When The Biggest Loser contestants Sherry Johnston and her daughter Ashley arrived at The Biggest Loser's Ranch (Couple's Edition), they already knew they had sleep apnea. They just hadn't been able to treat it.
A new study found that obstructive sleep apnea is linked to an increased risk of heart failure and coronary heart disease in middle-aged and older men.
"Men with severe obstructive sleep apnea were 58 percent more likely to develop new congestive heart failure over eight years of follow up compared to men without sleep apnea," says Daniel Gottlieb, study author and associate professor at Boston University's School of Medicine. Researchers monitored 1,927 men and 2,495 women over 40 years of age.
Veterans are four times more likely than other Americans to suffer from sleep apnea, according to Max Hirshkowitz, director of the Sleep Disorder Center at the Houston Veterans Affairs Medical Center. Claims for sleep apnea as a disability among veterans revealed that they are disproportionately affected by the disorder. Roughly 5% of Americans have sleep apnea, but up to 20% of veterans suffer from the disorder.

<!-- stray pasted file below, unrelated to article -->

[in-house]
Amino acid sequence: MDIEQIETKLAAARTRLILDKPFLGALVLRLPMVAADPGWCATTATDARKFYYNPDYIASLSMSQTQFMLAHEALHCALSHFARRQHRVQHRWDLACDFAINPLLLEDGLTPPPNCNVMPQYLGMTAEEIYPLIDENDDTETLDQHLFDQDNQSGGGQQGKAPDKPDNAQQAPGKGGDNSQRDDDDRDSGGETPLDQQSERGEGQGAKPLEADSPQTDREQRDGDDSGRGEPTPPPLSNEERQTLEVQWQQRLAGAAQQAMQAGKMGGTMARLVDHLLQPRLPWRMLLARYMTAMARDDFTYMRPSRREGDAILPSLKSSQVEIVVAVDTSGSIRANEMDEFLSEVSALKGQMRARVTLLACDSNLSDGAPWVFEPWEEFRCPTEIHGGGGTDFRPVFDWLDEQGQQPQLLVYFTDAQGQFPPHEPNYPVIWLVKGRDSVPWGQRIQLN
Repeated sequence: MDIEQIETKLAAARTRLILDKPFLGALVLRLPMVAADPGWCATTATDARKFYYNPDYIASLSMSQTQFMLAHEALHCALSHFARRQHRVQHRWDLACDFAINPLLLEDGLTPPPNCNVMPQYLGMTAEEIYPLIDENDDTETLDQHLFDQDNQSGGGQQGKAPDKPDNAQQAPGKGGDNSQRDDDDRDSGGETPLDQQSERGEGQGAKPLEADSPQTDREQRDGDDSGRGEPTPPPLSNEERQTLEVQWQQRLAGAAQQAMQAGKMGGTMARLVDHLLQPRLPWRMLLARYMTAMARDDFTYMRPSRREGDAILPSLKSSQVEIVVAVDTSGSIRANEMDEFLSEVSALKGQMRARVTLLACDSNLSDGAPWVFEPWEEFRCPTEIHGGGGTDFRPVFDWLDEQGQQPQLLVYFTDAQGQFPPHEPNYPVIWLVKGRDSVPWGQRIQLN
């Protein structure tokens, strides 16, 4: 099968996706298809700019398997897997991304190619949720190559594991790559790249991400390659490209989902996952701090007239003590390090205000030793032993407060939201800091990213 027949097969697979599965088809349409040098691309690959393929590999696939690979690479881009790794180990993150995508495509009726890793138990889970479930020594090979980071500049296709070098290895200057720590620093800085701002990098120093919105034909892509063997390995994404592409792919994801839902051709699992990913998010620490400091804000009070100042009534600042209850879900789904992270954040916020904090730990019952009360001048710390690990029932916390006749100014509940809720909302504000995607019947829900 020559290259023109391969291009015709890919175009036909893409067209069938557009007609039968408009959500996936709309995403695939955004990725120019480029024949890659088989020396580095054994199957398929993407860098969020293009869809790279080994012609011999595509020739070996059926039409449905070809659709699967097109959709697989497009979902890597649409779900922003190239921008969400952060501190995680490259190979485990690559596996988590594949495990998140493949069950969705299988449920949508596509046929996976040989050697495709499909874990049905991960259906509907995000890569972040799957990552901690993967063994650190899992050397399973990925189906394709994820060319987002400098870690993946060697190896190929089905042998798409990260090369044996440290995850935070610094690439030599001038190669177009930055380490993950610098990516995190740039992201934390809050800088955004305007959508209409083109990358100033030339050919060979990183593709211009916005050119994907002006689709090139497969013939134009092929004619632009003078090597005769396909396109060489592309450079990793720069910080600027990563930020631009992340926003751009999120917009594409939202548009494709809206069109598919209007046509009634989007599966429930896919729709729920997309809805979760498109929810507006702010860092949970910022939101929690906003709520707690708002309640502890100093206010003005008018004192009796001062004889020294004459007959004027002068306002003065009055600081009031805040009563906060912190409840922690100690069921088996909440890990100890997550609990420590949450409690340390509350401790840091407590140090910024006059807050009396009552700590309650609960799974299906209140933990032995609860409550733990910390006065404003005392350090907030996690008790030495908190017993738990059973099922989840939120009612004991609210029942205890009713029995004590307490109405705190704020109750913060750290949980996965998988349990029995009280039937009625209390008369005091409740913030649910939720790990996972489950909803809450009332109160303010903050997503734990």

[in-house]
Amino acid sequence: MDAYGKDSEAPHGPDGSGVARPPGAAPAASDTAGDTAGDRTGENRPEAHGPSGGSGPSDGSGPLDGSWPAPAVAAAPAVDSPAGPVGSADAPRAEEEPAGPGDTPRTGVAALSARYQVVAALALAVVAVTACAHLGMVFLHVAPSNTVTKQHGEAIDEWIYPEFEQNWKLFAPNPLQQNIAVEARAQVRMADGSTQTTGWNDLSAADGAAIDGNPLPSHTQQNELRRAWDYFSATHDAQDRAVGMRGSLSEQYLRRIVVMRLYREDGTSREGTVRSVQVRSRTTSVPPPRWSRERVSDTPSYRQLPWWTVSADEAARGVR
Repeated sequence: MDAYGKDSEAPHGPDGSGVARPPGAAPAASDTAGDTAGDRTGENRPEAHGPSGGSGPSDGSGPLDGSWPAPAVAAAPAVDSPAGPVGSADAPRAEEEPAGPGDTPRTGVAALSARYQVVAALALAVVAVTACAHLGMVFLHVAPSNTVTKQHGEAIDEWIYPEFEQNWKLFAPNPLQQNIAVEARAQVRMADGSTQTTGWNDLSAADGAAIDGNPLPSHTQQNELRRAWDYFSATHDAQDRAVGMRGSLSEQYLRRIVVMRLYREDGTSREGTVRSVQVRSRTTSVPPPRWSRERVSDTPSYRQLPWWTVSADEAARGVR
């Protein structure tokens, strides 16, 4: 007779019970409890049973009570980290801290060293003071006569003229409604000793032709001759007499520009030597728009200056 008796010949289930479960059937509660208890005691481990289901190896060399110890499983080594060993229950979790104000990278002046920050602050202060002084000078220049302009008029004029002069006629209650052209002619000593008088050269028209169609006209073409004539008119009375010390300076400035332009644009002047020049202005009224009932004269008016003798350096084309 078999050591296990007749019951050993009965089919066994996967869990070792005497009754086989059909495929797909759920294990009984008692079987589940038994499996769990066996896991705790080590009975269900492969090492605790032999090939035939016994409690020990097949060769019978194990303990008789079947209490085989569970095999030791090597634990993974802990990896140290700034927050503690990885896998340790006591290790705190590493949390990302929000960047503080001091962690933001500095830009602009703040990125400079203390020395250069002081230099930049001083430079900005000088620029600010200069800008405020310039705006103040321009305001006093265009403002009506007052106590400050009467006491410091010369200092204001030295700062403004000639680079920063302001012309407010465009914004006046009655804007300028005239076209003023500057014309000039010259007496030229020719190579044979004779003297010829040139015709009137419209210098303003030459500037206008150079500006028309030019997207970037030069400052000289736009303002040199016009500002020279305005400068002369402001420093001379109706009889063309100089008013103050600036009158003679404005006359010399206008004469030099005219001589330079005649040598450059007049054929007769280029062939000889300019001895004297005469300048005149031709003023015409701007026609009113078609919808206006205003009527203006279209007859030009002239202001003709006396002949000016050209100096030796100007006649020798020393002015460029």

Researchers have found yet another reason why people with Obstructive Sleep Apnea (OSA) should get tested and treated for the disease. According to a recent study published in the journal SLEEP, patients with Obstructive Sleep Apnea syndrome demonstrated reduced brain gray matter concentration. "Gray matter" refers to the cerebral cortex, where most information processing in the brain takes place.
Researchers at the University of Chicago recently found that if someone has Type 2 diabetes, it is likely that this condition could worsen if they also have Obstructive Sleep Apnea (OSA). According to the researchers, obstructive sleep apnea adversely affects glucose control in patients with type 2 diabetes and is often undiagnosed.